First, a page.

20. The Mantis Menagerie

    LIttle kenyan roaches as feeders

    These roaches are still regulated, and lobsters will provide plenty of small nymphs.
  21. The Mantis Menagerie

    Nauphoeta cinerea as feeders

    I had thought iNaturalist was reliable, at least with the basics.
  22. Hisserdude

    Nauphoeta cinerea as feeders

    I've had to report several roach taxon for being in the wrong place on INat, or for being synonyms, (most of which the admins have fixed now), so I'd be wary of using INat as a definitive source of taxonomy info... Then again, the CSF is getting a little behind on some of the more recent papers, so it's not entirely accurate yet either.
  23. Definitely springtails, not harmful at all and actually quite beneficial.
  24. The Mantis Menagerie

    Nauphoeta cinerea as feeders

    I did notice something weird on iNaturalist’s taxonomy. B. lateralis was mentioned within genus Paratropes.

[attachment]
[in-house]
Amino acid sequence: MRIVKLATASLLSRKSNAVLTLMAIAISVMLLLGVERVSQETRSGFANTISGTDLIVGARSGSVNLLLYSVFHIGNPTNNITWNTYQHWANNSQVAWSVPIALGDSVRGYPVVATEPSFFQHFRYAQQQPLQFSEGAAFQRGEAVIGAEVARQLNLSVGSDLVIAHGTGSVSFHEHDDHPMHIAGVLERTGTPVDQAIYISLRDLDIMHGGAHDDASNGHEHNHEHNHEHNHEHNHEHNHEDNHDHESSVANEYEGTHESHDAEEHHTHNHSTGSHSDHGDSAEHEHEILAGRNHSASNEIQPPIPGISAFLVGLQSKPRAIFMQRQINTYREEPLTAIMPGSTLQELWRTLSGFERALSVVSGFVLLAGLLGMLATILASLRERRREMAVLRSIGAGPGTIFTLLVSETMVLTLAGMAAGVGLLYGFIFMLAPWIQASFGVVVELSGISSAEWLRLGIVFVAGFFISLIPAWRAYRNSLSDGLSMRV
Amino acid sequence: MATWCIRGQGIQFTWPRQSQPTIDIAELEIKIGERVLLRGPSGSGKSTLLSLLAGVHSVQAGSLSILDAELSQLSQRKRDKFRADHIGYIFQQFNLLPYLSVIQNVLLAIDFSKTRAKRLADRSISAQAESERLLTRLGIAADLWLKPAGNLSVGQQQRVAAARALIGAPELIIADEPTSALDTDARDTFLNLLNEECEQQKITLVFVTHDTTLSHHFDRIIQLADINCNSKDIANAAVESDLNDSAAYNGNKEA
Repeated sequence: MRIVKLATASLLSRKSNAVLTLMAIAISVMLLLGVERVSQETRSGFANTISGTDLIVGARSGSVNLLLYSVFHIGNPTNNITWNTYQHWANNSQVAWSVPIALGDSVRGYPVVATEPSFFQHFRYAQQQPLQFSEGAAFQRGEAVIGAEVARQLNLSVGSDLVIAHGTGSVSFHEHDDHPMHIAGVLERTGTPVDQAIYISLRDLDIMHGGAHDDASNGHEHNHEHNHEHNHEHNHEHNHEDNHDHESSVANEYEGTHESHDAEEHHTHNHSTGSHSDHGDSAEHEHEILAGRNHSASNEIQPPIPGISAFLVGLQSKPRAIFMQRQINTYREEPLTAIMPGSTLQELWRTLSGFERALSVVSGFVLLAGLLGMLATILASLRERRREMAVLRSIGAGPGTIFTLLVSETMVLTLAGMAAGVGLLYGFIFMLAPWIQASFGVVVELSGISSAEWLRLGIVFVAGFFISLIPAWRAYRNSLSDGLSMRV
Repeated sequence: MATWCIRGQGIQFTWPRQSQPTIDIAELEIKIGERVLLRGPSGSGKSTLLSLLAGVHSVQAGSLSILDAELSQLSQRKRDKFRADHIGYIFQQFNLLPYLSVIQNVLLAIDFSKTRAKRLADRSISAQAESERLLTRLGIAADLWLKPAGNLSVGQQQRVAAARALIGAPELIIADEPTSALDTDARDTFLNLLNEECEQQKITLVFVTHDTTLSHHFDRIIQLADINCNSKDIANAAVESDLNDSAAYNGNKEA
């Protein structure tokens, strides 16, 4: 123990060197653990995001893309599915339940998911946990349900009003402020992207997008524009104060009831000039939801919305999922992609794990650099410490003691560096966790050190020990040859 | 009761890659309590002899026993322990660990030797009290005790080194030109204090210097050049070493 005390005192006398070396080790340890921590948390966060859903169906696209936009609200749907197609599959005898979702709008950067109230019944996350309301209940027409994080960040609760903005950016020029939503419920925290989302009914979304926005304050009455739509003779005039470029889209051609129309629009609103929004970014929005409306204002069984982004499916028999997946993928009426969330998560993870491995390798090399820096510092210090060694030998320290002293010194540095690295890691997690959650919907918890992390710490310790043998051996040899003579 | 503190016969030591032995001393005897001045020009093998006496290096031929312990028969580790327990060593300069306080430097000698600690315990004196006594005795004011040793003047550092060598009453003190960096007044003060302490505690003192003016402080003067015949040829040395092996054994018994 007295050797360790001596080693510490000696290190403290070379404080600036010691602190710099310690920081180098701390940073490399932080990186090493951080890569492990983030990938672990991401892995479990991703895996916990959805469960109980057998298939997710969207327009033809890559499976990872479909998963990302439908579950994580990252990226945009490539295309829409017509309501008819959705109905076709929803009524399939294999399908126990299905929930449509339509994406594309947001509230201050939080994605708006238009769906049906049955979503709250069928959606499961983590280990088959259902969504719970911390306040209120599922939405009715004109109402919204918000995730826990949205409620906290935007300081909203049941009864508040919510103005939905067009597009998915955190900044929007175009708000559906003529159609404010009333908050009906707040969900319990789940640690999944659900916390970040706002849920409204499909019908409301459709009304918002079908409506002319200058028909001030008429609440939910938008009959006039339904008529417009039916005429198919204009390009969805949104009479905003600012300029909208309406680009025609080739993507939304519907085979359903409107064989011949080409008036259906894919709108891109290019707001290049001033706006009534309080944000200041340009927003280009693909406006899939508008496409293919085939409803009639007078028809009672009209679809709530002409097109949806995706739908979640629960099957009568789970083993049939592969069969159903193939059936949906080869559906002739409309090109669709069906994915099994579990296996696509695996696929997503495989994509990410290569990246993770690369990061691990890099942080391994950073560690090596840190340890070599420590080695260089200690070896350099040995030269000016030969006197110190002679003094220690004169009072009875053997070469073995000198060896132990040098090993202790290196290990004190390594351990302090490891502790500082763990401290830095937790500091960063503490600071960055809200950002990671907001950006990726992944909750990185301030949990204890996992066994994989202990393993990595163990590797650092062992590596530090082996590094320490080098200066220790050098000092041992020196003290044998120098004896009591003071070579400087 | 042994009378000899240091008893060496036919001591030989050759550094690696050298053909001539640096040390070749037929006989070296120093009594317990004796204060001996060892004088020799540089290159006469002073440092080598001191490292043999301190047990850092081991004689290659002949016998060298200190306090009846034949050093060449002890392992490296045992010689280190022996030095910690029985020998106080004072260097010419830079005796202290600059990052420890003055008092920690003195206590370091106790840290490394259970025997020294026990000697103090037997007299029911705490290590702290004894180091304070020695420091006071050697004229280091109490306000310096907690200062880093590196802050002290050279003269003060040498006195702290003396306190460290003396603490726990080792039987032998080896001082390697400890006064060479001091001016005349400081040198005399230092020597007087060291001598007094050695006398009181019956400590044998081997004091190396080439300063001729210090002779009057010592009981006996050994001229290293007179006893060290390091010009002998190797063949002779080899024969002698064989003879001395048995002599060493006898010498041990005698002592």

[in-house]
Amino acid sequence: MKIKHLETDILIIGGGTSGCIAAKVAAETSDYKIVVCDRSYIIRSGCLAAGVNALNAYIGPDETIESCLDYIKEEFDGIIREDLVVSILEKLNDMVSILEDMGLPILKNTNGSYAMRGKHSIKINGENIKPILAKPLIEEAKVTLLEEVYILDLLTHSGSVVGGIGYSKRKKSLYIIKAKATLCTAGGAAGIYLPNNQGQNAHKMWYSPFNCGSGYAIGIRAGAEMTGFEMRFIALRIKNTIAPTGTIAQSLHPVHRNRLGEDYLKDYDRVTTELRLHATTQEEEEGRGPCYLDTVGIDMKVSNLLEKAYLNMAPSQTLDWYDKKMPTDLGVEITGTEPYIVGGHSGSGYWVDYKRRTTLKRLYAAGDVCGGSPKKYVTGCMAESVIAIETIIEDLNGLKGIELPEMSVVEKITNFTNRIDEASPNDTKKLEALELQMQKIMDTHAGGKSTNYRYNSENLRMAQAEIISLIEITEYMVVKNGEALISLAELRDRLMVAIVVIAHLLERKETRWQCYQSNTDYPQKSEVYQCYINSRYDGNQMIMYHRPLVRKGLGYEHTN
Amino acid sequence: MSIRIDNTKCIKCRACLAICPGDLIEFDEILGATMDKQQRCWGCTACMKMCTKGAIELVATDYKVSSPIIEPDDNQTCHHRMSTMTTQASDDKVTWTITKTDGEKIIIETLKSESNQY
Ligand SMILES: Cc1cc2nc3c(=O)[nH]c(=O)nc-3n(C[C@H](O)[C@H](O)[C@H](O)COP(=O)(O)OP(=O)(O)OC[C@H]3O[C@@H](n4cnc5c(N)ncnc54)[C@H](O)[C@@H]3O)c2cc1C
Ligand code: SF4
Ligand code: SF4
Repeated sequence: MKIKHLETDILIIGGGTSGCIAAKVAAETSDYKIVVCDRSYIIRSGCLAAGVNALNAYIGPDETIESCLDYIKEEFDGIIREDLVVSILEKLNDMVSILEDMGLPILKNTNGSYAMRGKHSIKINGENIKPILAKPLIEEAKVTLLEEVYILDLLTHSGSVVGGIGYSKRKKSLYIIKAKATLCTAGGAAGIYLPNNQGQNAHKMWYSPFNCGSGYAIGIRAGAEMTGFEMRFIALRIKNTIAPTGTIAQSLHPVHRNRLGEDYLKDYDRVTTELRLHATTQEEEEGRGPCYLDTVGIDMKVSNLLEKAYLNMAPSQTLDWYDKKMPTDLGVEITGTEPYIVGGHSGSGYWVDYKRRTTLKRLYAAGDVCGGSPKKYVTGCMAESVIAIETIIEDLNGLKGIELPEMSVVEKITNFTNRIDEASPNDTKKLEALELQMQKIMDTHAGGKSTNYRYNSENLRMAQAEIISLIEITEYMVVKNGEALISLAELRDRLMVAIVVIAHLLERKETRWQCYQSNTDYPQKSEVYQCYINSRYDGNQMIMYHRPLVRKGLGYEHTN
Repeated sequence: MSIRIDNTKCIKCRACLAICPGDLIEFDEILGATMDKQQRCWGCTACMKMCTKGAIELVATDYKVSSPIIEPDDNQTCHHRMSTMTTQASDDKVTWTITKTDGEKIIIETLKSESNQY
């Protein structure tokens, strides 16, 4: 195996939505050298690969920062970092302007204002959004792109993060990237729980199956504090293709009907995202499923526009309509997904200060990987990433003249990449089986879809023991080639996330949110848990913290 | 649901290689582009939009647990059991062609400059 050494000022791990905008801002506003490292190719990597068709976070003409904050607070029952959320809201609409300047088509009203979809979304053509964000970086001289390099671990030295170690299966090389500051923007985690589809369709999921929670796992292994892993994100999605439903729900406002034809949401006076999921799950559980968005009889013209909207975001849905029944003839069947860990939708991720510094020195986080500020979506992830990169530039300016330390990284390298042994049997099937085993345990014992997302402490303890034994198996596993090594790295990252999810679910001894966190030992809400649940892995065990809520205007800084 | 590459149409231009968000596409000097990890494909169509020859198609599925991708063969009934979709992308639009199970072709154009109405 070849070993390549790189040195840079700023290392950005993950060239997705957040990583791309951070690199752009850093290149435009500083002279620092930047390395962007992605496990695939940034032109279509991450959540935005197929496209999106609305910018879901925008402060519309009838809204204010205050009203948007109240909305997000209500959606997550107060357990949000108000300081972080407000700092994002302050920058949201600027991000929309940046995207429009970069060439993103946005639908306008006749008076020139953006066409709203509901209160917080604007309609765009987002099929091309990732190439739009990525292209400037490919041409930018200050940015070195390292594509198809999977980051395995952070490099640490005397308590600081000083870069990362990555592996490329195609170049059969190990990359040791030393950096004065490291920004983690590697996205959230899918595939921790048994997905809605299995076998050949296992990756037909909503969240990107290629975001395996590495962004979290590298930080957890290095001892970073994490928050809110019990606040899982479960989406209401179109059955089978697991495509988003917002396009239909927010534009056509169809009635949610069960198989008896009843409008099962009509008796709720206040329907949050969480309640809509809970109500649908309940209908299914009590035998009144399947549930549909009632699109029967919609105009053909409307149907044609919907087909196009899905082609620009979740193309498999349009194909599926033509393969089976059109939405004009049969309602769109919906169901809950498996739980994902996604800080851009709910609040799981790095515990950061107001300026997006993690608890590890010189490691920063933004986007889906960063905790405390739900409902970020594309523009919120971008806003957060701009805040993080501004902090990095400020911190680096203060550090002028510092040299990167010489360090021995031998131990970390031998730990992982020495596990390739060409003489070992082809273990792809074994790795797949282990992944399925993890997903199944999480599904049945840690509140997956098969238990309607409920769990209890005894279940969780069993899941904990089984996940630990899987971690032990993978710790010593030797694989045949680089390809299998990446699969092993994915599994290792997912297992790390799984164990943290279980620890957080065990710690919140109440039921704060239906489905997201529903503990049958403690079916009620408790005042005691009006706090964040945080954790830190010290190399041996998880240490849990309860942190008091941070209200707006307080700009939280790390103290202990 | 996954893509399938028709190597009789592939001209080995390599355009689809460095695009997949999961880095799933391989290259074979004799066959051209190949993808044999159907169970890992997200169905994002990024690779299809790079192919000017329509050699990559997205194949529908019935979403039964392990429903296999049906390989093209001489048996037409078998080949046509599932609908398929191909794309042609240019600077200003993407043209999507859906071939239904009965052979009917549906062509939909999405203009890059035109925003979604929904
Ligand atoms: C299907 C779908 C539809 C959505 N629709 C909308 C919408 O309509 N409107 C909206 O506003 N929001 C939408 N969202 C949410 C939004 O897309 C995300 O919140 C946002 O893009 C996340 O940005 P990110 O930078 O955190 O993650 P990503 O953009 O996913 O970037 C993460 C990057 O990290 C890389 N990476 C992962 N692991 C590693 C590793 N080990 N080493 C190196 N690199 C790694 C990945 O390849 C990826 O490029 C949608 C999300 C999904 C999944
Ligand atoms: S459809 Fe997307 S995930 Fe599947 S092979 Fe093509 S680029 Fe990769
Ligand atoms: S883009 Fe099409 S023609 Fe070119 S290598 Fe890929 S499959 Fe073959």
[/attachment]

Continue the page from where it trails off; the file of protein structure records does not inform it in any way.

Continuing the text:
25. True, can't hurt anything that's for sure, and will hopefully help prevent isopods from nibbling on the roaches themselves... I was just saying that most isopod colonies themselves don't NEED the stuff, so long as they are given other supplemental foods regularly, speaking from personal experience. Most springtails don't bother roaches, but tropical pinks, (Sinella curviseta) have been well documented stressing out various roaches species in large numbers, and while they certainly outcompete and eradicate a lot of pests like grain mites, they can easily become pests in their own right, stressing out roaches with constant tactile contact... So I'd stay away from those in particular, most other springtails are fine for roaches.
  26. Hisserdude

    Nauphoeta cinerea as feeders

    Well if that was a bit of a mistake on their part, I hope they don't undo it, because if we ever do get Paratropes lateralis in the hobby, it'd be cool to be able to say we can keep them legally... πŸ˜„
  27. The Mantis Menagerie

    Nauphoeta cinerea as feeders

    Guess I will be bugging my USDA entomology contact again tomorrow. This is like the third time this week!
  28. Hisserdude

    Nauphoeta cinerea as feeders

    That's really weird, because Paratropes lateralis is an actual Paratropes species too, so did they inadvertently just make a Paratropes species legal to own? πŸ˜…